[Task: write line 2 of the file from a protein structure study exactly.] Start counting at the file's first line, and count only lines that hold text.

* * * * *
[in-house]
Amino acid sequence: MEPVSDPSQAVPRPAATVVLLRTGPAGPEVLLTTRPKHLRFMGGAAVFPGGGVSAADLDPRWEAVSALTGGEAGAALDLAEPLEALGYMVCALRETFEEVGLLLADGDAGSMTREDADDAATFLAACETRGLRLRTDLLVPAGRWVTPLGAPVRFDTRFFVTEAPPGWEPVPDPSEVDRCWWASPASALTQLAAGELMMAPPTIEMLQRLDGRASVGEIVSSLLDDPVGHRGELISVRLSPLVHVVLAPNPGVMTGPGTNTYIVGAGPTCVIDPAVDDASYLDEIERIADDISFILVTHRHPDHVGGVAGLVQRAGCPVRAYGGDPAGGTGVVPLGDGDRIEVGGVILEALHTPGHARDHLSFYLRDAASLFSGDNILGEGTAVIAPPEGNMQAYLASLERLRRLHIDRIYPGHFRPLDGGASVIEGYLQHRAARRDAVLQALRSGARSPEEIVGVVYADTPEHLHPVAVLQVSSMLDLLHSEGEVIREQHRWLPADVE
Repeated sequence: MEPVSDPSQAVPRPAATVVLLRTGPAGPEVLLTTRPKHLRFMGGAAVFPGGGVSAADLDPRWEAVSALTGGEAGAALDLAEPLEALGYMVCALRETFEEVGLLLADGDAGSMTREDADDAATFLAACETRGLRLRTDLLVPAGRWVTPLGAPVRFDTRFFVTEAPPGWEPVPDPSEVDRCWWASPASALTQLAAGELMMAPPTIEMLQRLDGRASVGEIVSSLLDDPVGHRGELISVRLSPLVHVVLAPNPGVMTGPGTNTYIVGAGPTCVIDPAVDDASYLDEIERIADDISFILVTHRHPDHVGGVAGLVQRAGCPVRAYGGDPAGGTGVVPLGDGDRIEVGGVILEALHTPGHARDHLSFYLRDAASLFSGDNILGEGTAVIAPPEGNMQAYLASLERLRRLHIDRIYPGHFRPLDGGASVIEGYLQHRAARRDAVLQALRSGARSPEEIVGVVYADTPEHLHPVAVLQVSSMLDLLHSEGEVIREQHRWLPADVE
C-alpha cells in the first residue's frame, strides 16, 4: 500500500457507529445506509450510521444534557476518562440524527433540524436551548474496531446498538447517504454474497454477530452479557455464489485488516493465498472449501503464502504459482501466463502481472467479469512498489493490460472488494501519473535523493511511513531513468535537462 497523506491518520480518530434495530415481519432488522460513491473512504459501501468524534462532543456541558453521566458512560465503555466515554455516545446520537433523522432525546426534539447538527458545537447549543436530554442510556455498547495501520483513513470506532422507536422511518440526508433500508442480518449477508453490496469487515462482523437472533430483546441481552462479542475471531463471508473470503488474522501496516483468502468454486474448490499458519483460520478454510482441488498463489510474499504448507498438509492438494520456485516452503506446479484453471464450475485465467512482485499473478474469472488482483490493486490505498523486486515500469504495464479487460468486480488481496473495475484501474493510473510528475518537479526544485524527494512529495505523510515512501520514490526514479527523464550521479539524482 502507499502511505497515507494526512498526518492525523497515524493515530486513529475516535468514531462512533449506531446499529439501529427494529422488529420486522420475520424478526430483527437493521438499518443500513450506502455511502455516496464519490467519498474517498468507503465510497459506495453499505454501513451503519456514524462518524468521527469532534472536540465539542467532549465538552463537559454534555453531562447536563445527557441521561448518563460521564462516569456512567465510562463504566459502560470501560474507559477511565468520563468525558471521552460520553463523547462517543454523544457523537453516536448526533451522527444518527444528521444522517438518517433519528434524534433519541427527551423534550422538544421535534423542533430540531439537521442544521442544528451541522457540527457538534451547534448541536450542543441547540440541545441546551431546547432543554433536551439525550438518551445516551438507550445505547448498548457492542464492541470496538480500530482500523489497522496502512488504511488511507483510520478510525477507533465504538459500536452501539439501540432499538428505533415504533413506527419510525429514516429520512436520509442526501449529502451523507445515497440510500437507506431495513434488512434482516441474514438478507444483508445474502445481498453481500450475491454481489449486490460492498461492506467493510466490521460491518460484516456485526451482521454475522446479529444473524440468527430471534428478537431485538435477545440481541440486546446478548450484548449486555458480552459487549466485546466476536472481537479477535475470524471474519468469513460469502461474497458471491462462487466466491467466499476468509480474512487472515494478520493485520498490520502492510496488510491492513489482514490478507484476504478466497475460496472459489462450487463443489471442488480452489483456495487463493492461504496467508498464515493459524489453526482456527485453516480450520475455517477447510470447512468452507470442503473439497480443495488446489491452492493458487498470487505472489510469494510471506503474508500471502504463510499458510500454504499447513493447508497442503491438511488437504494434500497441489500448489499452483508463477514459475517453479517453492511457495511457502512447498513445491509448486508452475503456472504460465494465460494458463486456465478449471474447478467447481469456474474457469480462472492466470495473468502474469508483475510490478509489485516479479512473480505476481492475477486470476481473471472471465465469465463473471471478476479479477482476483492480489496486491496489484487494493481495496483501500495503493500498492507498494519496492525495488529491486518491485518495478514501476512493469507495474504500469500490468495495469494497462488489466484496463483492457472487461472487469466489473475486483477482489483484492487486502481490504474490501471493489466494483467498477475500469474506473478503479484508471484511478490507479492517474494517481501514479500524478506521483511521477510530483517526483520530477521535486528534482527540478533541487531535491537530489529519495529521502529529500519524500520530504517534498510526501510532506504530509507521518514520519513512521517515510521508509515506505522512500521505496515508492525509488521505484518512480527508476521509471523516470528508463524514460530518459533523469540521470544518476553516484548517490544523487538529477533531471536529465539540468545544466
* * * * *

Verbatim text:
Amino acid sequence: MEPVSDPSQAVPRPAATVVLLRTGPAGPEVLLTTRPKHLRFMGGAAVFPGGGVSAADLDPRWEAVSALTGGEAGAALDLAEPLEALGYMVCALRETFEEVGLLLADGDAGSMTREDADDAATFLAACETRGLRLRTDLLVPAGRWVTPLGAPVRFDTRFFVTEAPPGWEPVPDPSEVDRCWWASPASALTQLAAGELMMAPPTIEMLQRLDGRASVGEIVSSLLDDPVGHRGELISVRLSPLVHVVLAPNPGVMTGPGTNTYIVGAGPTCVIDPAVDDASYLDEIERIADDISFILVTHRHPDHVGGVAGLVQRAGCPVRAYGGDPAGGTGVVPLGDGDRIEVGGVILEALHTPGHARDHLSFYLRDAASLFSGDNILGEGTAVIAPPEGNMQAYLASLERLRRLHIDRIYPGHFRPLDGGASVIEGYLQHRAARRDAVLQALRSGARSPEEIVGVVYADTPEHLHPVAVLQVSSMLDLLHSEGEVIREQHRWLPADVE